We have recently returned from a field trip to Far North Queensland. Although I had glimpsed wild cassowaries once before, they are shy and often hard to see in their dense rainforest home. So I enlisted the help of my partner Nicky, a rainforest ecologist with many years’ experience working with these amazing birds.
Most of the remaining birds are found in small islands of habitat adrift in a sea of housing estates and cleared farmland. Armed with binoculars, and surrounded by a cloud of DEET we ventured into one of the last places where you can expect to encounter these birds – Mission Beach south of Cairns. Many of these birds are old as few youngsters survive the daily hazards of speeding cars and wandering dogs to become parents themselves.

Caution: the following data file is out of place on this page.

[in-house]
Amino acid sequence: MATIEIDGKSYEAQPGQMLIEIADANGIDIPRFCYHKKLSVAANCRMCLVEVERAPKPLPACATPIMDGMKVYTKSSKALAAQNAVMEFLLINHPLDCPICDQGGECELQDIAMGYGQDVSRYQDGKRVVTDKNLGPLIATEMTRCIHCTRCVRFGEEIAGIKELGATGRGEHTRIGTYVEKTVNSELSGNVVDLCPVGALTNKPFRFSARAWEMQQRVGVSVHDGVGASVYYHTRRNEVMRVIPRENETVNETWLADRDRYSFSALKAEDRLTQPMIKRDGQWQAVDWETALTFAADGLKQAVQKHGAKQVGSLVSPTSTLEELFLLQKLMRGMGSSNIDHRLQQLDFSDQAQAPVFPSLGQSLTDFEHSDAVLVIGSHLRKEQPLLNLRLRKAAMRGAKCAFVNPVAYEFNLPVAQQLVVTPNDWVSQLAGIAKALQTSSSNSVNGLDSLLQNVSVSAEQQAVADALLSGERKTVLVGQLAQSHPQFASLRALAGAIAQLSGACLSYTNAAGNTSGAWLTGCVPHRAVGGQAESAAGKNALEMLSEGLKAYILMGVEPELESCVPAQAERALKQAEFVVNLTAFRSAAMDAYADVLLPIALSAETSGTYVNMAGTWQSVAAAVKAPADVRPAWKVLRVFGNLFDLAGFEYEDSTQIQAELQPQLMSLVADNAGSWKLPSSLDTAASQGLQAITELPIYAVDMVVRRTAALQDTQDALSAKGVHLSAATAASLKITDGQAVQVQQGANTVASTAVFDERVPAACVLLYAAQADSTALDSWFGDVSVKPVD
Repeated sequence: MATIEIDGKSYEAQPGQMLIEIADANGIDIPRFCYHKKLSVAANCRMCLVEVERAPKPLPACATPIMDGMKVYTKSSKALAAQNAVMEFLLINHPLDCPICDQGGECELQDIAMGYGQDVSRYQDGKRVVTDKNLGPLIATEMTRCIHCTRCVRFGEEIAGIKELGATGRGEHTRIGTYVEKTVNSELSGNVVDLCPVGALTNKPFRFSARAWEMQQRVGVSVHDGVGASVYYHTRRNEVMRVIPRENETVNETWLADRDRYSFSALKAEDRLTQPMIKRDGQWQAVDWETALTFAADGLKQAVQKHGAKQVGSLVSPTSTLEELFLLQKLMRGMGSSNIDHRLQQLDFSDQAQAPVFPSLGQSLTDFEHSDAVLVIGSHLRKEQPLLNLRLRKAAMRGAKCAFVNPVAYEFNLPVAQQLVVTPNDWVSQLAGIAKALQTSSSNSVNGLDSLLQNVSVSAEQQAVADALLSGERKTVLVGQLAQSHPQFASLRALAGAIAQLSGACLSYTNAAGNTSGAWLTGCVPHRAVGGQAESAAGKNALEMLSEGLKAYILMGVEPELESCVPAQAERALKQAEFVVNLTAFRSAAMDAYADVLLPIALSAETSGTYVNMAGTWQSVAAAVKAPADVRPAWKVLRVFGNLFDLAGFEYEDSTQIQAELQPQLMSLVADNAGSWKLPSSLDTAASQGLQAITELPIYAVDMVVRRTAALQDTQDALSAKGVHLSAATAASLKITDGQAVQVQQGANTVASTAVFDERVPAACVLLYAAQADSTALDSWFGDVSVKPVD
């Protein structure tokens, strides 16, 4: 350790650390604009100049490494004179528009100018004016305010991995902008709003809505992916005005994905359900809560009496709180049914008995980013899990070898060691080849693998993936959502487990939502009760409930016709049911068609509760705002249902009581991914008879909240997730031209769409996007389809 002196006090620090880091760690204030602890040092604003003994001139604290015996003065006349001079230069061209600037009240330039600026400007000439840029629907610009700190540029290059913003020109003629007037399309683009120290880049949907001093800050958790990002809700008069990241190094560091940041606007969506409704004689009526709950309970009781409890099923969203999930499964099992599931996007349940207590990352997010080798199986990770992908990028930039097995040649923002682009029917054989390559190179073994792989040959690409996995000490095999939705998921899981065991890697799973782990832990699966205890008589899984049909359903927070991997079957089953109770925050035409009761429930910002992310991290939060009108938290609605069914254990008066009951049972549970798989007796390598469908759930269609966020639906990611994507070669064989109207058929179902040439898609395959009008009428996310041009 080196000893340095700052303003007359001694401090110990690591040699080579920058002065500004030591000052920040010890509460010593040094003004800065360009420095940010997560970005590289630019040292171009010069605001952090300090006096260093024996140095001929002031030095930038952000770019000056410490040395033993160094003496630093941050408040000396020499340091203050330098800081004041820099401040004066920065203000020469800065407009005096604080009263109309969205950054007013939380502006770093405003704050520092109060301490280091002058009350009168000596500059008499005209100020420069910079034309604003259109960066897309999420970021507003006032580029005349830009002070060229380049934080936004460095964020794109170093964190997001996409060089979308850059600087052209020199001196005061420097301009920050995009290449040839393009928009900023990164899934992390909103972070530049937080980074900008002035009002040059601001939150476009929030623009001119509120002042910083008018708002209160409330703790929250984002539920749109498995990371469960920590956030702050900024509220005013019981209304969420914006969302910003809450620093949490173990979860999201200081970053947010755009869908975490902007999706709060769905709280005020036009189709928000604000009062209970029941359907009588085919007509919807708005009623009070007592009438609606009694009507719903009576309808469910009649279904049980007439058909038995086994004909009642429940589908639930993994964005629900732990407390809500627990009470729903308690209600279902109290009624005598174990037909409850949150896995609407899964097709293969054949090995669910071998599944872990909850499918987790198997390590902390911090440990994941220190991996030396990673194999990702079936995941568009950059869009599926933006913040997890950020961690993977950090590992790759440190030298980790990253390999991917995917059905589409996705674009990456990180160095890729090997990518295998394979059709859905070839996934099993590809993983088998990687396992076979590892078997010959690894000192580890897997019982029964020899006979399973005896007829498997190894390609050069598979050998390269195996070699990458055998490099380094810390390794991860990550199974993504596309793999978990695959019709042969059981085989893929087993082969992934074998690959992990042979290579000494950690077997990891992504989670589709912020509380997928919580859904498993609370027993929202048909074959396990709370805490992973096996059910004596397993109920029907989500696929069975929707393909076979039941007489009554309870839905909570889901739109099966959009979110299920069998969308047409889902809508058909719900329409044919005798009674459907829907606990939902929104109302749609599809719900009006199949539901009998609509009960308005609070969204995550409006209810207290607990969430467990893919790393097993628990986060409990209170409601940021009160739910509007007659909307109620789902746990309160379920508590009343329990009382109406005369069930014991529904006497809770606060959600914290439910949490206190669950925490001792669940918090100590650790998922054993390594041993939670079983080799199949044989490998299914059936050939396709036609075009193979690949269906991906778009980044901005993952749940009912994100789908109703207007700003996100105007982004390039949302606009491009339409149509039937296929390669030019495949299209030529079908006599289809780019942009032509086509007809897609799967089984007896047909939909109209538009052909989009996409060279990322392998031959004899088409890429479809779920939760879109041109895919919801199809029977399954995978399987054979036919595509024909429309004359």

Early one morning we found a male and his very young striped chicks feeding quietly on some quondong fruits. One interesting observation I made is that the tail helps identify males from females. The undercarriage of female birds is straight across – they haven’t got the droopy tail that signifies a male. As poster-boys for female liberation, the males incubate the eggs (using their tail for covering) and rear the young while the females, the larger and grumpier of the 2 sexes, play the field. The chicks lose their stripes around 3 months and don’t breed themselves until they are at least 5 years old.
I was able to complete some field sketches (amid leech checks and calamus de-prickling) which are serving as the basis of my current work. Sadly this type of one-on-one experience with wild birds will soon become a distant memory, as Australia’s southern cassowary is endangered with fewer birds in the wild than there are giant pandas.
We are watching the disappearance of an iconic species.